There are many ways to stay up-to-date on victims’ rights. 
    1)  Sign up for NCVLI’s listserv to receive updates on our programs and developments in victims’ rights, training announcements and other information about supporting crime victims.
    2)  Follow NCVLI on social media.  You can find us on Facebook, Twitter, and LinkedIn.
    3)  Join NCVLI’s membership alliance, the National Alliance of Victims’ Rights Attorneys and Advocates.
  • Editions of Street Roots available on campus
    April 17
    Environmental Studies student Shoshana Rybeck ’20, works to make copies of Street Roots newspaper available on campus.
  • Dallaire Scholar Fabrice Sibomana will be among the commemoration's speakers at Kwibuka 25.
    April 11
    Twenty-five years after the 1994 Tutsi genocide in Rwanda, Lewis & Clark will “remember, unite, and renew” with Kwibuka 25. 
  • April 5
    Help your community by filling out Lewis & Clark’s Campus Climate Survey!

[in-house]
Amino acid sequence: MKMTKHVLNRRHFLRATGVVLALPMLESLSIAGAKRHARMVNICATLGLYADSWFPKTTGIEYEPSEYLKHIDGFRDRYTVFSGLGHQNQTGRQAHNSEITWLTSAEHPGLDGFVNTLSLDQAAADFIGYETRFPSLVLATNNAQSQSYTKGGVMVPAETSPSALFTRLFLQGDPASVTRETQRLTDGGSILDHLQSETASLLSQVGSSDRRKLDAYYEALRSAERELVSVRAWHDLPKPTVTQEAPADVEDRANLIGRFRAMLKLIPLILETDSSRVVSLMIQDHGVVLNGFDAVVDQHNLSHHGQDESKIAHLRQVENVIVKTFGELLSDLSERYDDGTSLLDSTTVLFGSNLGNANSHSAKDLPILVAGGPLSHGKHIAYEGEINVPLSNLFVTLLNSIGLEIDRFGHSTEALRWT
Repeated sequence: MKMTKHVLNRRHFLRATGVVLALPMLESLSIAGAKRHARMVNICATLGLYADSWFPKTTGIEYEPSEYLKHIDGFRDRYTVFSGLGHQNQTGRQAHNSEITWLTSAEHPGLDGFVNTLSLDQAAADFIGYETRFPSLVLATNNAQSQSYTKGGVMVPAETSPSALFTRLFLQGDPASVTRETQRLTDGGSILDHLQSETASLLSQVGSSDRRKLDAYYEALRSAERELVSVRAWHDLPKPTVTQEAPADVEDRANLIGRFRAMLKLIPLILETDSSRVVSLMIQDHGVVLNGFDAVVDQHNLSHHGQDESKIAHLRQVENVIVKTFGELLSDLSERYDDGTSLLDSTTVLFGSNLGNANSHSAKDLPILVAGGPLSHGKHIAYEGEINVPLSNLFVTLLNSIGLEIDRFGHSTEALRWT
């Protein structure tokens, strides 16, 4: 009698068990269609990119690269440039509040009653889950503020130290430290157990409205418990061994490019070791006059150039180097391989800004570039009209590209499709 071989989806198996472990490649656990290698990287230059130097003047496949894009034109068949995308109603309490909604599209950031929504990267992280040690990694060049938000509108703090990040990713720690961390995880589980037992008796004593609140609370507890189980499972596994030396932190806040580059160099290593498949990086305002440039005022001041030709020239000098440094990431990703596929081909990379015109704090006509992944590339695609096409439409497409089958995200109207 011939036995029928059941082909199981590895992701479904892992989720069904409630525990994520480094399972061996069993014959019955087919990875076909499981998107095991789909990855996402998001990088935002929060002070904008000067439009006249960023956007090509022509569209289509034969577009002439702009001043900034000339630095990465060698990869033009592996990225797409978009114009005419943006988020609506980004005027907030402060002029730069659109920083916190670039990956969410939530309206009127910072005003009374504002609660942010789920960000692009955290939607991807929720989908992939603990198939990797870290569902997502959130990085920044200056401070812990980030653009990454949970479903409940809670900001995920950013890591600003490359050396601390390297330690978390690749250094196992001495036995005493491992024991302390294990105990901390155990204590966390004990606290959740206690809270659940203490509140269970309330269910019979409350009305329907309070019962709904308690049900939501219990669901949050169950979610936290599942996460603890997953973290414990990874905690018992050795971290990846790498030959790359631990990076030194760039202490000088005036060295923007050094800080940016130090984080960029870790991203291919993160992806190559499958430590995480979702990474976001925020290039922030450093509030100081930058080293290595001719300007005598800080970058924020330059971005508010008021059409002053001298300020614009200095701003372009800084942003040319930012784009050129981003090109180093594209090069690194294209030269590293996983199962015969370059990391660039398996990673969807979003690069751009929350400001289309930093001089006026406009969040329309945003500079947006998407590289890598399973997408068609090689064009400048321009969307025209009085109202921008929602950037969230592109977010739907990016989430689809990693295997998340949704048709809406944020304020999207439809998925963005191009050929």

• Kundai Chirindo, associate professor of rhetoric and media studies, is serving as faculty directo...
    February 26

    From February 28 to March 2, Lewis & Clark will host the fourth annual Pacific Northwest Race, Rhetoric, and Media Symposium. Featuring guest keynotes and student research presentations, this year’s theme is politics in sports and popular culture. The event is a collaboration with the University of Puget Sound, Whitman College, and Willamette University.

  • February 26
  • October 26
    The 15th Annual Ray Warren Symposium on Race and Ethnic Studies—titled Bitter Pills: Race, Health, and Medicine—focuses on the racialized dimensions of health, highlighting the voices of communities of color. 
  • February 28